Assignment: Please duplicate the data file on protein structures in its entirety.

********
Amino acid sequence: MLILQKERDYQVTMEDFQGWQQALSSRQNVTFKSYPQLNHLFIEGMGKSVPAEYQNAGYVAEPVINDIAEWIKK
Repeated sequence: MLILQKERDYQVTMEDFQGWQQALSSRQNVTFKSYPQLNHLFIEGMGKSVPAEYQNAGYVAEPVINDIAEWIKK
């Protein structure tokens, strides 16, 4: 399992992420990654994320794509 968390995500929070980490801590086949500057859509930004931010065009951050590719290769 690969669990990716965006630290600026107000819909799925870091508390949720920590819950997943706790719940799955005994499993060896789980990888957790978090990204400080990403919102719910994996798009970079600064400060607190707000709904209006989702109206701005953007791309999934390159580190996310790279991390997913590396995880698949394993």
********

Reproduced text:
Amino acid sequence: MLILQKERDYQVTMEDFQGWQQALSSRQNVTFKSYPQLNHLFIEGMGKSVPAEYQNAGYVAEPVINDIAEWIKK
Repeated sequence: MLILQKERDYQVTMEDFQGWQQALSSRQNVTFKSYPQLNHLFIEGMGKSVPAEYQNAGYVAEPVINDIAEWIKK
């Protein structure tokens, strides 16, 4: 399992992420990654994320794509 968390995500929070980490801590086949500057859509930004931010065009951050590719290769 690969669990990716965006630290600026107000819909799925870091508390949720920590819950997943706790719940799955005994499993060896789980990888957790978090990204400080990403919102719910994996798009970079600064400060607190707000709904209006989702109206701005953007791309999934390159580190996310790279991390997913590396995880698949394993």